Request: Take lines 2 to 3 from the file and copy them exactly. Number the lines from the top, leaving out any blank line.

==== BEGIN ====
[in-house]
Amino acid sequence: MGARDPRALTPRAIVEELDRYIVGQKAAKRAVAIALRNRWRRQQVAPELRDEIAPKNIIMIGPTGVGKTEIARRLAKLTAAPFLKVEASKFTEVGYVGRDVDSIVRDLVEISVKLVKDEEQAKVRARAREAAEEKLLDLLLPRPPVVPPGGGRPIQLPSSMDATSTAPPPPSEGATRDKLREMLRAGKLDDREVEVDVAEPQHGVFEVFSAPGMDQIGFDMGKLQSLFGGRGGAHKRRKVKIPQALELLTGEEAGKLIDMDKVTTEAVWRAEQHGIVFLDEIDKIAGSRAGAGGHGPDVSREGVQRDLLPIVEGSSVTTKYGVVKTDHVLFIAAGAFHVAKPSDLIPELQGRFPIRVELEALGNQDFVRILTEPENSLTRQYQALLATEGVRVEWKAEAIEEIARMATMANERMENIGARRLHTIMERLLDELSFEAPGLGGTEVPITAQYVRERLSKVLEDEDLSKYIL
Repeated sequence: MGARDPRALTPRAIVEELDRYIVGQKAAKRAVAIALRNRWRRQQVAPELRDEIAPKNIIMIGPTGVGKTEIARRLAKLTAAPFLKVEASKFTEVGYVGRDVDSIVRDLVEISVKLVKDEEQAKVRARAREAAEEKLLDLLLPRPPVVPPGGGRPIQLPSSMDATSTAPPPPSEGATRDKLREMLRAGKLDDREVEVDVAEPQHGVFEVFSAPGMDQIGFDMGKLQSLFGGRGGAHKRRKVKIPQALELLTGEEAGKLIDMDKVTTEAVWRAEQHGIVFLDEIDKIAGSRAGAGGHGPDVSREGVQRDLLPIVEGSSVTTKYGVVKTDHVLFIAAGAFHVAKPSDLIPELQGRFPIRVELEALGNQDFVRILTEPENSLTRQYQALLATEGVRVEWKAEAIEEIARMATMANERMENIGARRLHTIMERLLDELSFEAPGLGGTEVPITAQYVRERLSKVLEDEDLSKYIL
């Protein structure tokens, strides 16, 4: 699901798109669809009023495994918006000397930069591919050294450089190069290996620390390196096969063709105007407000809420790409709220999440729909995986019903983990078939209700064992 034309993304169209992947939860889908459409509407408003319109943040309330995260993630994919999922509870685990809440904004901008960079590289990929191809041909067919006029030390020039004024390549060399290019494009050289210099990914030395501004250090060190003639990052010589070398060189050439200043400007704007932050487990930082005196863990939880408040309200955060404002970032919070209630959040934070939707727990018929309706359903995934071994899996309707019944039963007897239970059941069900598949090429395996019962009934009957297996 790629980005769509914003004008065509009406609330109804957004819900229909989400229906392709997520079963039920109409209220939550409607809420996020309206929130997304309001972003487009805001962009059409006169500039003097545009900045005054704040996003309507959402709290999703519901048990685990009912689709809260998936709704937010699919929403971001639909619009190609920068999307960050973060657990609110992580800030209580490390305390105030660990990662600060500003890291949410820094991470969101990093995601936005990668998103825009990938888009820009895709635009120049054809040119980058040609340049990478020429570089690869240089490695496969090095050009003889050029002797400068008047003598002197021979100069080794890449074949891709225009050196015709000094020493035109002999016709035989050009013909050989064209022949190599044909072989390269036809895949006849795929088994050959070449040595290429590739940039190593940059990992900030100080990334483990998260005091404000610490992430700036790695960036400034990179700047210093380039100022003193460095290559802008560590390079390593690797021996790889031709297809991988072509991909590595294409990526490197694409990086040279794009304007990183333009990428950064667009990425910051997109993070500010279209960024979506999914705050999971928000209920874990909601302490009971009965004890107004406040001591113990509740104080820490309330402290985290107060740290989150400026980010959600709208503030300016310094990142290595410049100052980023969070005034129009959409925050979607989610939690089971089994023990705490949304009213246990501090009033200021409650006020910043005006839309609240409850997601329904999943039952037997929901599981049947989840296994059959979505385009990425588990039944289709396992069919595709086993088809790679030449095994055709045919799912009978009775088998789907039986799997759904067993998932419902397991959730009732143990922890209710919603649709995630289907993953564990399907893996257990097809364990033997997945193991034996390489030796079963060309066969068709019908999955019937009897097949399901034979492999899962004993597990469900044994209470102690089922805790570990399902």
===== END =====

Amino acid sequence: MGARDPRALTPRAIVEELDRYIVGQKAAKRAVAIALRNRWRRQQVAPELRDEIAPKNIIMIGPTGVGKTEIARRLAKLTAAPFLKVEASKFTEVGYVGRDVDSIVRDLVEISVKLVKDEEQAKVRARAREAAEEKLLDLLLPRPPVVPPGGGRPIQLPSSMDATSTAPPPPSEGATRDKLREMLRAGKLDDREVEVDVAEPQHGVFEVFSAPGMDQIGFDMGKLQSLFGGRGGAHKRRKVKIPQALELLTGEEAGKLIDMDKVTTEAVWRAEQHGIVFLDEIDKIAGSRAGAGGHGPDVSREGVQRDLLPIVEGSSVTTKYGVVKTDHVLFIAAGAFHVAKPSDLIPELQGRFPIRVELEALGNQDFVRILTEPENSLTRQYQALLATEGVRVEWKAEAIEEIARMATMANERMENIGARRLHTIMERLLDELSFEAPGLGGTEVPITAQYVRERLSKVLEDEDLSKYIL
Repeated sequence: MGARDPRALTPRAIVEELDRYIVGQKAAKRAVAIALRNRWRRQQVAPELRDEIAPKNIIMIGPTGVGKTEIARRLAKLTAAPFLKVEASKFTEVGYVGRDVDSIVRDLVEISVKLVKDEEQAKVRARAREAAEEKLLDLLLPRPPVVPPGGGRPIQLPSSMDATSTAPPPPSEGATRDKLREMLRAGKLDDREVEVDVAEPQHGVFEVFSAPGMDQIGFDMGKLQSLFGGRGGAHKRRKVKIPQALELLTGEEAGKLIDMDKVTTEAVWRAEQHGIVFLDEIDKIAGSRAGAGGHGPDVSREGVQRDLLPIVEGSSVTTKYGVVKTDHVLFIAAGAFHVAKPSDLIPELQGRFPIRVELEALGNQDFVRILTEPENSLTRQYQALLATEGVRVEWKAEAIEEIARMATMANERMENIGARRLHTIMERLLDELSFEAPGLGGTEVPITAQYVRERLSKVLEDEDLSKYIL